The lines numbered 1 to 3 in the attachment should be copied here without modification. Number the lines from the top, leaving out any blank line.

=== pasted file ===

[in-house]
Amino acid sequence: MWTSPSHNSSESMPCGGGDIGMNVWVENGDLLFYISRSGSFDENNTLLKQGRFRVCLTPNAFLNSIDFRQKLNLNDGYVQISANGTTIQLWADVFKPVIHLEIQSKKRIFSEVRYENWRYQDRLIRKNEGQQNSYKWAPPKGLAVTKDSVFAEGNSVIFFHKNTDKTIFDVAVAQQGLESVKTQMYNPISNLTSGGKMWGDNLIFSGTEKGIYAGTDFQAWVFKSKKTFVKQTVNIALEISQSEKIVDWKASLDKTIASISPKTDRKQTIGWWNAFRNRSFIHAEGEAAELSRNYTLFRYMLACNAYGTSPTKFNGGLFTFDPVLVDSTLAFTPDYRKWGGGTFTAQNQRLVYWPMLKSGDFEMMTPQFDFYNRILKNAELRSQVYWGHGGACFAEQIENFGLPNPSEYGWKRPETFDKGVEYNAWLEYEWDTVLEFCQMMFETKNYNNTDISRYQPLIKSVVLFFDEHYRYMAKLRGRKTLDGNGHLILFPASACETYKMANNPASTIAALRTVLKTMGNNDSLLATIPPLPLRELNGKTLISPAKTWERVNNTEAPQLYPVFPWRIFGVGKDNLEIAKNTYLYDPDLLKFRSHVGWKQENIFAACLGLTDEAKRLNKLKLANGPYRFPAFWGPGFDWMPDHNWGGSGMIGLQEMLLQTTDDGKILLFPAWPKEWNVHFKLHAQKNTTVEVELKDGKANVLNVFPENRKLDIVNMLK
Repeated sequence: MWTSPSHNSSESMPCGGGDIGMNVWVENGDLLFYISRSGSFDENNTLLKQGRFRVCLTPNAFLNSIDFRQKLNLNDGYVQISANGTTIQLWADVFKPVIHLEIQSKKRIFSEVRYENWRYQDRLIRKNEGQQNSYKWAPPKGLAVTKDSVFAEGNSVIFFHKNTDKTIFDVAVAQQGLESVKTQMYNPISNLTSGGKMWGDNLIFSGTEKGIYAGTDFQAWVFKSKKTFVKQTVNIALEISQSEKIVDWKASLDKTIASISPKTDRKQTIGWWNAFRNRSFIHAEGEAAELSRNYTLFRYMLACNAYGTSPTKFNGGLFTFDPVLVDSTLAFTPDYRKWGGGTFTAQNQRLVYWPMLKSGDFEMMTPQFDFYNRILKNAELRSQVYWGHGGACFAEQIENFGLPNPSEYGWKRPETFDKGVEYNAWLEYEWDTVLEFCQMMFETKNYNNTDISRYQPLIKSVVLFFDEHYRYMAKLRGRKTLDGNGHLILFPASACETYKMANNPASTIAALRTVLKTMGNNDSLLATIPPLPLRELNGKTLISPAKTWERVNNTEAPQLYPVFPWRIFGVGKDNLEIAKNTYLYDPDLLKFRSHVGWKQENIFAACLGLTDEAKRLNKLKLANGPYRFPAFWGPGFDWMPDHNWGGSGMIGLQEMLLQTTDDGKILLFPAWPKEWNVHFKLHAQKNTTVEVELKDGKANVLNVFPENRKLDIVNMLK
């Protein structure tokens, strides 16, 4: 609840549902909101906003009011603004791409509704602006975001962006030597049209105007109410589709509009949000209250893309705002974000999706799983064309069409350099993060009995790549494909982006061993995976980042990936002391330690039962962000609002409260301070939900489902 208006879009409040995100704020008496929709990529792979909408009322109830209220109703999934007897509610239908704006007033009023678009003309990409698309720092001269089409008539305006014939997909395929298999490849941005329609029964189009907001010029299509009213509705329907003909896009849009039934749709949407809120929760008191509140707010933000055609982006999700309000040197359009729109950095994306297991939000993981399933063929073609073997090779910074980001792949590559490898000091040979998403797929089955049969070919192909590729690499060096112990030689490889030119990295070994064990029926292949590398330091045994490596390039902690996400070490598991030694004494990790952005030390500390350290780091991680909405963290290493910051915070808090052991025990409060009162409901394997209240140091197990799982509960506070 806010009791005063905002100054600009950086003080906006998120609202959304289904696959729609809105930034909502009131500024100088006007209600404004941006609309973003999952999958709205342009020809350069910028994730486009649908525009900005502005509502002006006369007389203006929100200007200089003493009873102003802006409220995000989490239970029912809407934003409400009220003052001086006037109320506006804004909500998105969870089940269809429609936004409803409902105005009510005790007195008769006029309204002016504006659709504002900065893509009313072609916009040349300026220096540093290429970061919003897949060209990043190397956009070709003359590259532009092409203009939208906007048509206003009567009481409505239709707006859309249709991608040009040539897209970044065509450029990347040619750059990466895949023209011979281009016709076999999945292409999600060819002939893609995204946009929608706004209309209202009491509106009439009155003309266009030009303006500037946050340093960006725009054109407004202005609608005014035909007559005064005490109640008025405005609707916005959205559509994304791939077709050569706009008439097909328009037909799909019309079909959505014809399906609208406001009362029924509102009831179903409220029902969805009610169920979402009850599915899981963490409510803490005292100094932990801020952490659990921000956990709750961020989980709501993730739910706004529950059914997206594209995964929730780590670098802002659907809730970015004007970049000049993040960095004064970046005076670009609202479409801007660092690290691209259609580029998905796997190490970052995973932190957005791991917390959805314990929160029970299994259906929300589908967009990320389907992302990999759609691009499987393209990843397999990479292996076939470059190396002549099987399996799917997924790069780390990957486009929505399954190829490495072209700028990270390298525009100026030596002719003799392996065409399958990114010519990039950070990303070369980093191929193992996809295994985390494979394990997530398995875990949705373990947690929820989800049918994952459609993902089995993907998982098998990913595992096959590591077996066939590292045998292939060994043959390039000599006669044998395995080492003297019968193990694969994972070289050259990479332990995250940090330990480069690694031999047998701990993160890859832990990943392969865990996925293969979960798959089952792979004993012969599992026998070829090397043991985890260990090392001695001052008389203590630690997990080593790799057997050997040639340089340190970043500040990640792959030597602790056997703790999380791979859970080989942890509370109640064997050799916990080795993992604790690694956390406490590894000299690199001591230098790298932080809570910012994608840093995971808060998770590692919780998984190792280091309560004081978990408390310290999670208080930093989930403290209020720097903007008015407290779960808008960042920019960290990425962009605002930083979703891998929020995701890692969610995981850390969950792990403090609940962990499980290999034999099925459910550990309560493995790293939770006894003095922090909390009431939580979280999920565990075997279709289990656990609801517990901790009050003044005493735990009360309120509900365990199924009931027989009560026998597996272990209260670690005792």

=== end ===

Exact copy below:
[in-house]
Amino acid sequence: MWTSPSHNSSESMPCGGGDIGMNVWVENGDLLFYISRSGSFDENNTLLKQGRFRVCLTPNAFLNSIDFRQKLNLNDGYVQISANGTTIQLWADVFKPVIHLEIQSKKRIFSEVRYENWRYQDRLIRKNEGQQNSYKWAPPKGLAVTKDSVFAEGNSVIFFHKNTDKTIFDVAVAQQGLESVKTQMYNPISNLTSGGKMWGDNLIFSGTEKGIYAGTDFQAWVFKSKKTFVKQTVNIALEISQSEKIVDWKASLDKTIASISPKTDRKQTIGWWNAFRNRSFIHAEGEAAELSRNYTLFRYMLACNAYGTSPTKFNGGLFTFDPVLVDSTLAFTPDYRKWGGGTFTAQNQRLVYWPMLKSGDFEMMTPQFDFYNRILKNAELRSQVYWGHGGACFAEQIENFGLPNPSEYGWKRPETFDKGVEYNAWLEYEWDTVLEFCQMMFETKNYNNTDISRYQPLIKSVVLFFDEHYRYMAKLRGRKTLDGNGHLILFPASACETYKMANNPASTIAALRTVLKTMGNNDSLLATIPPLPLRELNGKTLISPAKTWERVNNTEAPQLYPVFPWRIFGVGKDNLEIAKNTYLYDPDLLKFRSHVGWKQENIFAACLGLTDEAKRLNKLKLANGPYRFPAFWGPGFDWMPDHNWGGSGMIGLQEMLLQTTDDGKILLFPAWPKEWNVHFKLHAQKNTTVEVELKDGKANVLNVFPENRKLDIVNMLK
Repeated sequence: MWTSPSHNSSESMPCGGGDIGMNVWVENGDLLFYISRSGSFDENNTLLKQGRFRVCLTPNAFLNSIDFRQKLNLNDGYVQISANGTTIQLWADVFKPVIHLEIQSKKRIFSEVRYENWRYQDRLIRKNEGQQNSYKWAPPKGLAVTKDSVFAEGNSVIFFHKNTDKTIFDVAVAQQGLESVKTQMYNPISNLTSGGKMWGDNLIFSGTEKGIYAGTDFQAWVFKSKKTFVKQTVNIALEISQSEKIVDWKASLDKTIASISPKTDRKQTIGWWNAFRNRSFIHAEGEAAELSRNYTLFRYMLACNAYGTSPTKFNGGLFTFDPVLVDSTLAFTPDYRKWGGGTFTAQNQRLVYWPMLKSGDFEMMTPQFDFYNRILKNAELRSQVYWGHGGACFAEQIENFGLPNPSEYGWKRPETFDKGVEYNAWLEYEWDTVLEFCQMMFETKNYNNTDISRYQPLIKSVVLFFDEHYRYMAKLRGRKTLDGNGHLILFPASACETYKMANNPASTIAALRTVLKTMGNNDSLLATIPPLPLRELNGKTLISPAKTWERVNNTEAPQLYPVFPWRIFGVGKDNLEIAKNTYLYDPDLLKFRSHVGWKQENIFAACLGLTDEAKRLNKLKLANGPYRFPAFWGPGFDWMPDHNWGGSGMIGLQEMLLQTTDDGKILLFPAWPKEWNVHFKLHAQKNTTVEVELKDGKANVLNVFPENRKLDIVNMLK